Research: CARTER and COLLEAGUES,

Listed in Issue 193

Abstract

CARTER and COLLEAGUES, US Army Health Clinic, Dugway, UT, USA. catherine.carter@us.army.mil review the extent and effects of chronic low back pain as a work-related disability upon employees' ability to remain active and productive members of the work force. 

Background

Low back pain is common and poses a challenge for clinicians to find effective treatment to prevent it from becoming chronic. Chronic low back pain can have a significant impact on an employee's ability to remain an active and productive member of the work force due to increased absenteeism, duty restrictions, or physical limitations from pain.

Methodology

Low back pain is the most common cause of work-related disability among employees younger than 46 years.

Results

Advancing technology and less invasive surgical procedures have not improved outcomes for employees who suffer from low back pain. Most continue to experience some pain and dysfunction after conventional treatments such as injections and surgery.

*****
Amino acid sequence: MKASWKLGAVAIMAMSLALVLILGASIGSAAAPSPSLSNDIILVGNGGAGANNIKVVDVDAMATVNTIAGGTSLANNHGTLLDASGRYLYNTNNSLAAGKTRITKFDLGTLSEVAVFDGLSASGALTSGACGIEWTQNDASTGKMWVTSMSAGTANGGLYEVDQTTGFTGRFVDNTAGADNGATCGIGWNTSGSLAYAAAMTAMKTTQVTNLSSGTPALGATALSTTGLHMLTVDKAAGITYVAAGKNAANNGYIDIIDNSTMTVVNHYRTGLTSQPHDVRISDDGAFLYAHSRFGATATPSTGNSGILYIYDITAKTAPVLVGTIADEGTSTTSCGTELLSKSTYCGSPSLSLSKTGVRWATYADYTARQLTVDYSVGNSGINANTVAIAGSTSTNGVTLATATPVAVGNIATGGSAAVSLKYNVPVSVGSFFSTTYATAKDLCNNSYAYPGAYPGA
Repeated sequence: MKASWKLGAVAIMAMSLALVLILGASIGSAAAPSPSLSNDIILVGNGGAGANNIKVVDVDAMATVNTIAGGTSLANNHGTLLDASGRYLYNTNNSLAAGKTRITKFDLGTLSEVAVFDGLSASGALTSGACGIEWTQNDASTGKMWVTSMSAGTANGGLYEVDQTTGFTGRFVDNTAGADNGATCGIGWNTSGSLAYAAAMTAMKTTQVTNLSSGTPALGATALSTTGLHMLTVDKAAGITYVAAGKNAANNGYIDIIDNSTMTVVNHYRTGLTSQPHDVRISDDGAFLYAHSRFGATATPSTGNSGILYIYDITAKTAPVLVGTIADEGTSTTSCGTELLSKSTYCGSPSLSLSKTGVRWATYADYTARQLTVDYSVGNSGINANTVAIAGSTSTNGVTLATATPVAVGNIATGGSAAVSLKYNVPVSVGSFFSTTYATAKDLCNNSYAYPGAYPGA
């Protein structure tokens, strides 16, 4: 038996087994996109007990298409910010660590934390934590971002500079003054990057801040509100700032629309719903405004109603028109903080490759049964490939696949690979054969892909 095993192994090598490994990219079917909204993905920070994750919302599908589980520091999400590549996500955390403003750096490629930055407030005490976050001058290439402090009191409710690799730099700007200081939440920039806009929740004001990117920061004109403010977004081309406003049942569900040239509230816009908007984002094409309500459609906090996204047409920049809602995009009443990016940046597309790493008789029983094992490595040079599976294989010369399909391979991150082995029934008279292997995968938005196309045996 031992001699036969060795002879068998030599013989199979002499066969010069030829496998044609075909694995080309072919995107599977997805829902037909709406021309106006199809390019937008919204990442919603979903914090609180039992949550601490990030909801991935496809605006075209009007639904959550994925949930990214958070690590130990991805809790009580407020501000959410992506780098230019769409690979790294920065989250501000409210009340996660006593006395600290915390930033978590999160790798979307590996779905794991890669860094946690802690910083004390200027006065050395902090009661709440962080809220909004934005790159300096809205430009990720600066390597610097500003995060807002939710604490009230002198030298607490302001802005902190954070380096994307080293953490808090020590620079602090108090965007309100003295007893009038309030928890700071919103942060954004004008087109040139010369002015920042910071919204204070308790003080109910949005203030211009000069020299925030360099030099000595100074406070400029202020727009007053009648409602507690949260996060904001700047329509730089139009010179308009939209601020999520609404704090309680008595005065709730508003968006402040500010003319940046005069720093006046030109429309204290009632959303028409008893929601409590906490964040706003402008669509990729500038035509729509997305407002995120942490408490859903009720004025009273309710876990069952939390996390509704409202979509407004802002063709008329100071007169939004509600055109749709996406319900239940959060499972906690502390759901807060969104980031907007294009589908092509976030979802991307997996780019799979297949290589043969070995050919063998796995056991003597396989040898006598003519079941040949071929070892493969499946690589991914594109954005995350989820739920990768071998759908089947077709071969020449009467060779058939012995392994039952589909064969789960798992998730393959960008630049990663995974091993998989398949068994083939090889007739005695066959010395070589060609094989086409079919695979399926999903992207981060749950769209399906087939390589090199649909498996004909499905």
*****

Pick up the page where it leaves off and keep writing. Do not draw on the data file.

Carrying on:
Conclusion

An alternative treatment that could reduce nonspecific chronic low back pain would benefit both employees and employers. Exercising and remaining active are part of most guidelines' routine care recommendations but are not well defined.

References

Carter C,  Stratton C and  Mallory D. Yoga to treat nonspecific low back pain. [Review] AAOHN Journal. 59(8): 355-61; quiz 362. Aug 2011.

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